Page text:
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PhotoComplete review


A budget photo editor with surprising powers that'll quickly and easily improve any digital photographers shots

Review Date: 12 May 2006

Price when reviewed:

Reviewed By: Keith Martin

Our Rating 4 stars out of 5

At the other end of the spectrum to Aperture (p31) is PhotoComplete, a new image editor designed to help you enhance your digital photos in various ways.

No, Adobe and Apple won't be threatened by it, but it's worth a look. Keep one thing in mind: PhotoComplete is a photo editor, not a general-purpose bitmap image editor. It works on Jpeg, Tiff and PNG formats with layer-style effects for enhancing your photos, but it doesn't provide painting tools.

The developers at FunkyPixels say they've 'left out the fluff that never gets used'. If you're a Photoshop user, you would probably disagree with that, but then you wouldn't be the target market anyway. Where this fits best is with iPhoto users who want more than iPhoto's Enhance controls give them.

The application is easy to use - one window per image, and that's it. On the left of a PhotoComplete image window there's a panel with a drop-down menu of 'actions' (the different edits you can make to your image) and two further items: Read Image and Final Image. Any actions you apply appear between these two items. Clicking an action item itself shows just the changes it makes to the image, clicking on Read Image shows it in the original state, and Final Image, of course, shows the composite effect of all your actions.

By default, a transparent information panel sits over the top-left of your image and a histogram at the bottom left. If the image contains Exif data from the camera, you'll see details such as the date and time it was taken, the camera's lens focal length, shutter speed, aperture and so on, but if not you'll just see the pixel dimensions. The histogram is clearly presented, but its usefulness is questionable. Still, it can be hidden if desired and it can help to show how much change your actions are making to the image data.

For photographic adjustments, PhotoComplete scores over iPhoto in a number of ways, but one we particularly appreciate is its precise control of scale. Unlike iPhoto's vague slider, you can choose specific percentage zooms, including 100%, which shows your image pixel-for-pixel on screen. Another nice touch is the Black & White action, which lets you choose the precise red, green, blue and luminance style of the colour to monochrome conversion. This level of sophistication was quite surprising to find in such a modestly priced and generally unassuming photo editor. We're not entirely sure whether many of its users will appreciate some of these abilities, but it was impressive all the same.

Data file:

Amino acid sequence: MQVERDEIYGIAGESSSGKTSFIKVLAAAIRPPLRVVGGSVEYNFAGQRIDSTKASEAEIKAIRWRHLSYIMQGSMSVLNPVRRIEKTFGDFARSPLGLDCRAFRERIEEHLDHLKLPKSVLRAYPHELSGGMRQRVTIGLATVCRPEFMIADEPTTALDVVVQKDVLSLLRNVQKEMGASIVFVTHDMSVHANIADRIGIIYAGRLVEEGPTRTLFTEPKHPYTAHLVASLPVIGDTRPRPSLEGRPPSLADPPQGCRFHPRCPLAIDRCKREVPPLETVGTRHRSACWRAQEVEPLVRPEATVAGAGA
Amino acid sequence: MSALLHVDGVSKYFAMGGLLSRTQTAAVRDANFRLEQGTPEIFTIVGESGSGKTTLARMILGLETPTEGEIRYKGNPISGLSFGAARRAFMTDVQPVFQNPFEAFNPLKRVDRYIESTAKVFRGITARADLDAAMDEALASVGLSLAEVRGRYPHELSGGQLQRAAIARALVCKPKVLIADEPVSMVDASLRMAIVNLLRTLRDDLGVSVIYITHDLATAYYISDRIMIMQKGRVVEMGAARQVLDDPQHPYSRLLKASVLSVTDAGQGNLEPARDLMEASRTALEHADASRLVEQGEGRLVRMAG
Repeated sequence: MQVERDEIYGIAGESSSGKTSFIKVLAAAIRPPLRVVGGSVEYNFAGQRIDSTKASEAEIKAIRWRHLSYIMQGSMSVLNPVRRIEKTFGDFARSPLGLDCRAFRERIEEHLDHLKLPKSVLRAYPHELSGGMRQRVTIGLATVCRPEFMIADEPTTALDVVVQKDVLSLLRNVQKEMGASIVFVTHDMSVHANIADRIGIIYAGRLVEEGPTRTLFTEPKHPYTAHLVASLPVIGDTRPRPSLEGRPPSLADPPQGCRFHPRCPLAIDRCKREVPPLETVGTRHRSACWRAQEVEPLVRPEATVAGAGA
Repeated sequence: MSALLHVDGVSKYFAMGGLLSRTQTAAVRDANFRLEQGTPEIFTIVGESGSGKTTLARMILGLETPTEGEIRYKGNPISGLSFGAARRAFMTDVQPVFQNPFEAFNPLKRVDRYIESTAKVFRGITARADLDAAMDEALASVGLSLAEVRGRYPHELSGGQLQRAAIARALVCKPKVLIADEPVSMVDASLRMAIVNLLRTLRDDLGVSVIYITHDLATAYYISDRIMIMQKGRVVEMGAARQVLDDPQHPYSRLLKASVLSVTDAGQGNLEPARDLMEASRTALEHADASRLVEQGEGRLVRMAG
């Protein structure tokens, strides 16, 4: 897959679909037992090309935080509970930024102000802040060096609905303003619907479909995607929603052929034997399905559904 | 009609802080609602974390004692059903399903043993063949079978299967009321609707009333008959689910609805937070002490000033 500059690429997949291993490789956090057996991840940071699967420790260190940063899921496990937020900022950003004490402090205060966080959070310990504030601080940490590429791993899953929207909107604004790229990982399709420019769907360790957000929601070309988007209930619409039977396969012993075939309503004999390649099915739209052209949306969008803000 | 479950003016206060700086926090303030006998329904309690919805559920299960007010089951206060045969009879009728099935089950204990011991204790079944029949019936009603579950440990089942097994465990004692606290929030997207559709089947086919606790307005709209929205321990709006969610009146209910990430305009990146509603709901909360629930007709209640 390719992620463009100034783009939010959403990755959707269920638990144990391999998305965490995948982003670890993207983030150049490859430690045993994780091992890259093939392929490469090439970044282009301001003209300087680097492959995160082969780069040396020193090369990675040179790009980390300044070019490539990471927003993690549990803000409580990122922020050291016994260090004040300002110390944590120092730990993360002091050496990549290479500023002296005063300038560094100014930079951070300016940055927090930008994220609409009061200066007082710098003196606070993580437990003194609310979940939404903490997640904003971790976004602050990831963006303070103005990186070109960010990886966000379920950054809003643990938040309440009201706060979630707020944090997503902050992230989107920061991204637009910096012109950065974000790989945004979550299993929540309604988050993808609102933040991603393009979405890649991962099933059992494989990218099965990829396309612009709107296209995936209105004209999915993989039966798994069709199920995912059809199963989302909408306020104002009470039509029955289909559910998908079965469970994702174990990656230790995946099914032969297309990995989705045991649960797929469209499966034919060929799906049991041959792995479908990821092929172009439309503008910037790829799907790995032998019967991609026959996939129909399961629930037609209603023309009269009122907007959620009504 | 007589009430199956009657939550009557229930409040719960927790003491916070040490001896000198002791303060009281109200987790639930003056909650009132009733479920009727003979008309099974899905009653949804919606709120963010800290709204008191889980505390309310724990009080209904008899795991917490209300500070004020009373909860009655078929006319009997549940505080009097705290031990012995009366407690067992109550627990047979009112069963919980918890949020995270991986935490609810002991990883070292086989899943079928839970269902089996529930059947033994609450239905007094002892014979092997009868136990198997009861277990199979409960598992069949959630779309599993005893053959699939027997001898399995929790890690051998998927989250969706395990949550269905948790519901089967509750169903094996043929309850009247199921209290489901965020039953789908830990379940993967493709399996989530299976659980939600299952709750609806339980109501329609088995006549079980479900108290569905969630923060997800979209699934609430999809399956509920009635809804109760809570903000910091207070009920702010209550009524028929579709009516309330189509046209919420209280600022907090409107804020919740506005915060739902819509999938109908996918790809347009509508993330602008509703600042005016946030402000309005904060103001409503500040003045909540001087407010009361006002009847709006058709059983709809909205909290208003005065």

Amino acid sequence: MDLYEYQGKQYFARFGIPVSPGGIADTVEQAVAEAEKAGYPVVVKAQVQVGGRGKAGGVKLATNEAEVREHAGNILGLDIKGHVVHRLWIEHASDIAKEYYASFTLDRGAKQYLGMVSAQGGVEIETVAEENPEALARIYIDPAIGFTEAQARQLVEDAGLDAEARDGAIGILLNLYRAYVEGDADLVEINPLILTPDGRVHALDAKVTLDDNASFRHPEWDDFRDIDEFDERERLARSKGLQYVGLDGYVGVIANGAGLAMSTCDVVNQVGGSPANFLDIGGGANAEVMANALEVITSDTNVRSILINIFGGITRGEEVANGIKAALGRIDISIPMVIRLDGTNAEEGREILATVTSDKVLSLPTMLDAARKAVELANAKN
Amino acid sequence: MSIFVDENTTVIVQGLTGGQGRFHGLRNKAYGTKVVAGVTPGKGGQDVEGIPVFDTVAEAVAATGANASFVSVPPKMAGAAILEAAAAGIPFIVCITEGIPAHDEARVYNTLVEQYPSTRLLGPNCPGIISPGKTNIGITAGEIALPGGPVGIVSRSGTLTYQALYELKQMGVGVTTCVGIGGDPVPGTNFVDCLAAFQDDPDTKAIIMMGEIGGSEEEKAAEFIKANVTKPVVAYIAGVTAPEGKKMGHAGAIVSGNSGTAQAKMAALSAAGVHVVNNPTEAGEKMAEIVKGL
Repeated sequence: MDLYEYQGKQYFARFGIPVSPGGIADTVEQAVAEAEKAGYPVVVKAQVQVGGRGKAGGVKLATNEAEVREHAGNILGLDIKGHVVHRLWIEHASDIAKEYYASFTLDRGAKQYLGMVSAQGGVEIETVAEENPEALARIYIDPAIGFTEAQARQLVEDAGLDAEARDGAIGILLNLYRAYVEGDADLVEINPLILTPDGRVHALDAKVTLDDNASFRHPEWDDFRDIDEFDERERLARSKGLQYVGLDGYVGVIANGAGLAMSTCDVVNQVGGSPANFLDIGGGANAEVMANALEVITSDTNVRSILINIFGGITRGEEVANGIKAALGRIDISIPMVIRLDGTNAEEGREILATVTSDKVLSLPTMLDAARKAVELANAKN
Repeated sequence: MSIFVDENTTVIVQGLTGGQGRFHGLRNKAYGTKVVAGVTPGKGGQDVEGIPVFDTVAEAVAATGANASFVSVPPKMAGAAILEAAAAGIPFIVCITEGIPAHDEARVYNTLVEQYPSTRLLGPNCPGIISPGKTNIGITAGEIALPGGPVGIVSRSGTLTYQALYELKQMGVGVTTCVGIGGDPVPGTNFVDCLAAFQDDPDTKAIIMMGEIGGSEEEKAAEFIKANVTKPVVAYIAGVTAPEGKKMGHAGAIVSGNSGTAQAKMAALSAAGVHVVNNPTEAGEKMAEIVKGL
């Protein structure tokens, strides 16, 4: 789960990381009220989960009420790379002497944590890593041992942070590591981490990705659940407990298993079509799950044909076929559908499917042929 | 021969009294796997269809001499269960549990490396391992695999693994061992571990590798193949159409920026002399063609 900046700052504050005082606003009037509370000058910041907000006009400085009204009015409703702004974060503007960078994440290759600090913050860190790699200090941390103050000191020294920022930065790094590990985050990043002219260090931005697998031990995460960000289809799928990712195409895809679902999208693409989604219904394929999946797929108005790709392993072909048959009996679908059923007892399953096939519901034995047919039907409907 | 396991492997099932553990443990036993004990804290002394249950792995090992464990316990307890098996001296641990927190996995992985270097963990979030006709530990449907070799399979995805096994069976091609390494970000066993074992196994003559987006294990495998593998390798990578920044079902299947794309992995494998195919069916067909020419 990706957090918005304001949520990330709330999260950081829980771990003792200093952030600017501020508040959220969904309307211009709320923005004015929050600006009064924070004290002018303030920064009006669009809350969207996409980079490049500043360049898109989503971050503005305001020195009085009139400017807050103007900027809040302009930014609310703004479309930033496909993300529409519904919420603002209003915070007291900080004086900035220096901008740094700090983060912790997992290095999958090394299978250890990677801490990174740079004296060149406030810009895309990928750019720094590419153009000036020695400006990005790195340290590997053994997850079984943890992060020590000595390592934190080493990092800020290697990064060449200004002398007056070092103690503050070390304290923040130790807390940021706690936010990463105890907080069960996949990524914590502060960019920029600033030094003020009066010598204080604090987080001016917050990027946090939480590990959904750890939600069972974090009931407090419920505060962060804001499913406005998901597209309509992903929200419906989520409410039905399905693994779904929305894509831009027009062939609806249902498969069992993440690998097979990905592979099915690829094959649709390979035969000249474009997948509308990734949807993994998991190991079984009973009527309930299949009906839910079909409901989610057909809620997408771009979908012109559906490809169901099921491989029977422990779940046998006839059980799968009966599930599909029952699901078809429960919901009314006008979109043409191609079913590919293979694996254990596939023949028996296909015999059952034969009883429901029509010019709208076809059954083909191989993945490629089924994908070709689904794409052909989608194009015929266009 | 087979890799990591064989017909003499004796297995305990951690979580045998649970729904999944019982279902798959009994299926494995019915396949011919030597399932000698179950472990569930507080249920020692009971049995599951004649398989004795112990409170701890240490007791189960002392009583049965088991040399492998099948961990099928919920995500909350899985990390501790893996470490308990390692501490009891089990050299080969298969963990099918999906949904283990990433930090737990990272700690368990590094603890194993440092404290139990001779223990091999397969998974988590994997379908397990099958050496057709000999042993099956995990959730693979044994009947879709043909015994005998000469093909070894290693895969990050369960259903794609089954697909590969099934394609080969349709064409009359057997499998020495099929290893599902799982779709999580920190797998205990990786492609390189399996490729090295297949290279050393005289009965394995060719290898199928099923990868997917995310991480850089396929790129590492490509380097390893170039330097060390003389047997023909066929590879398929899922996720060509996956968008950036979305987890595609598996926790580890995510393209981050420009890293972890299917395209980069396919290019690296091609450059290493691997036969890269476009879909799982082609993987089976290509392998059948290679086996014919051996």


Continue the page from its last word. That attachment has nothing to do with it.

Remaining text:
Another nice trick is its support for Flickr, the online image sharing community. If you're a Flickr user, you can send your edited images directly to your Flickr account, ready to share with the world. Add title, description and tags, and choose whether it's to be public or private. It makes using Flickr even easier: just edit and choose Upload to Flickr, and you're done.

One point that's well worth noting is that PhotoComplete's edits are all non-destructive. You can go back at any time and change or remove any of your adjustments, whatever they are. Mind you, if you want to do this after closing and reopening an image, you'll need to save it in PhotoComplete format, as saving to other image types (PNG, Jpeg or Tiff) involves rendering your actions down into the saved image. This is understandable, but you'll need to save out a regular rendered image version of your work at some point because other applications can't open native PhotoComplete files.

Ultimately, despite PhotoComplete's sometimes surprising powers, it remains best suited as an adjunct to iPhoto rather than a tool to keep beside Photoshop. However, we would like to see a version of this offered as a Photoshop plug-in, as a number of its tricks can be rather complex to replicate with Photoshop's regular tools. We'd also like to be able to disable actions without removing them and be able to apply a set of actions to different images without having to remake them each time. For sets of photos that have the same enhancement needs this would be a real time saver. Anyone who uses a digital camera and wants to improve the look of their shots quickly and easily, and everyone who uses Flickr, should try this out.

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